I have been asked many times about the ROI of community projects like ChangeEverything.ca. Up until last month I had an answer, but it wasn’t very good, and I can’t even remember what it was any more. Just some mumbling about how we can’t measure ROI on everything.
At Net.Finance I heard Michael Seaton speak and he asked the audience, “What’s the ROI on a round of golf or lunch with a client?” I loved it. If a company is interested in being innovative, some money has to go towards projects where the ROI cannot be expressed ahead of time. You have to try it and see if it works. Certainly I wouldn’t recommend this for more than, say, 10% of your marketing or development budget. But if you want to innovate you have to have a little fun money to play with for experimentation purposes (rumour has it that Google developers can spend 10% of their time on side projects, that can end up creating important innovations).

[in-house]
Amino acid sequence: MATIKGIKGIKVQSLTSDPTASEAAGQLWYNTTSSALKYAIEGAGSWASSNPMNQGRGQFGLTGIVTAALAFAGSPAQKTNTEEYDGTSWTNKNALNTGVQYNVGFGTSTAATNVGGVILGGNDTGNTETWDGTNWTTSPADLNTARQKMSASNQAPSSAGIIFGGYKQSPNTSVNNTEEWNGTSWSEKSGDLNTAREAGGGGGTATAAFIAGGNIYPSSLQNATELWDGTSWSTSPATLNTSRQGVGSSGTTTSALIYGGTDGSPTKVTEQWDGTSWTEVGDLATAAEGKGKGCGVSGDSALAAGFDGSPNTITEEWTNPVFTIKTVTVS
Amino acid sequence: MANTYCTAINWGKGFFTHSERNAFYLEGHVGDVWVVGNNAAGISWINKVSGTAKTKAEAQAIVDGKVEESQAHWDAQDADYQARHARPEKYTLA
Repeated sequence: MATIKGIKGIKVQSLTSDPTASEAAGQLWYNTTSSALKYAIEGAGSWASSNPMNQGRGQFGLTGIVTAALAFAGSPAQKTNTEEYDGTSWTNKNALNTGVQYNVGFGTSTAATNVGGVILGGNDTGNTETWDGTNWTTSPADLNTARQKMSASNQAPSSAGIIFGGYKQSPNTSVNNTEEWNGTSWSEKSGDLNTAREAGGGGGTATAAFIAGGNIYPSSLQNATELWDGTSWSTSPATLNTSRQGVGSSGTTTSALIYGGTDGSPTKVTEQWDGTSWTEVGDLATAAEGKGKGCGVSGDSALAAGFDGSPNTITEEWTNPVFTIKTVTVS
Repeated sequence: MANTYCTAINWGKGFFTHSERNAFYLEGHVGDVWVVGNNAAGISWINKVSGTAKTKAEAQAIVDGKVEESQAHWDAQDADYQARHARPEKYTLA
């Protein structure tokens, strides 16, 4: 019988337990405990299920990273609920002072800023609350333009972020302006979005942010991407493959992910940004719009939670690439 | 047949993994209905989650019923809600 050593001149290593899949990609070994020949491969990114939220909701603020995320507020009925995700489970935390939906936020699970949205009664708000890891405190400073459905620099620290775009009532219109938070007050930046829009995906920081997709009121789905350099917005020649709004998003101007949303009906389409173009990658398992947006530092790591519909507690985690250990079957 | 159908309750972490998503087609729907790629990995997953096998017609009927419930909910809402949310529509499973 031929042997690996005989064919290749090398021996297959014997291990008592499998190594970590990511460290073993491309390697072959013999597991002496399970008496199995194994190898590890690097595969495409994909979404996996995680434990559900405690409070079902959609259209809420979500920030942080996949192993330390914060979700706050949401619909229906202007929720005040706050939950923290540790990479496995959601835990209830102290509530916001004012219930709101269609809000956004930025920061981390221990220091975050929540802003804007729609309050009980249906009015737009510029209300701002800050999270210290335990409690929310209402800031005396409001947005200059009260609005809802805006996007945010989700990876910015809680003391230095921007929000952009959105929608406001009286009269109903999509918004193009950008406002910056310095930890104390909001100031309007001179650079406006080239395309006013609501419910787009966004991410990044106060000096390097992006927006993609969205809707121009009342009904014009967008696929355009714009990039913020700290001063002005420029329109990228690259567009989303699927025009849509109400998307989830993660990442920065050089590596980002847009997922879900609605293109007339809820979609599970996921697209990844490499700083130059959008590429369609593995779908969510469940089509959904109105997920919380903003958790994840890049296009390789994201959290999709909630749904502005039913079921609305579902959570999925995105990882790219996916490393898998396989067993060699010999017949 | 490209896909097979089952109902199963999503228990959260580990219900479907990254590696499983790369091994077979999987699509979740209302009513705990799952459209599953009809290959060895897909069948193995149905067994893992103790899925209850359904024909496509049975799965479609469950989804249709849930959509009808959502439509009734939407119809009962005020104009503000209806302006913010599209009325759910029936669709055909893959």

And then, via Colin I came across this post by Will Pate: Online Community Success and ROI. He has found metrics and stats from a variety of sources indicating the benefits that community features will give to a website’s ROI. Nicely done.
Thanks Colin and thanks Will…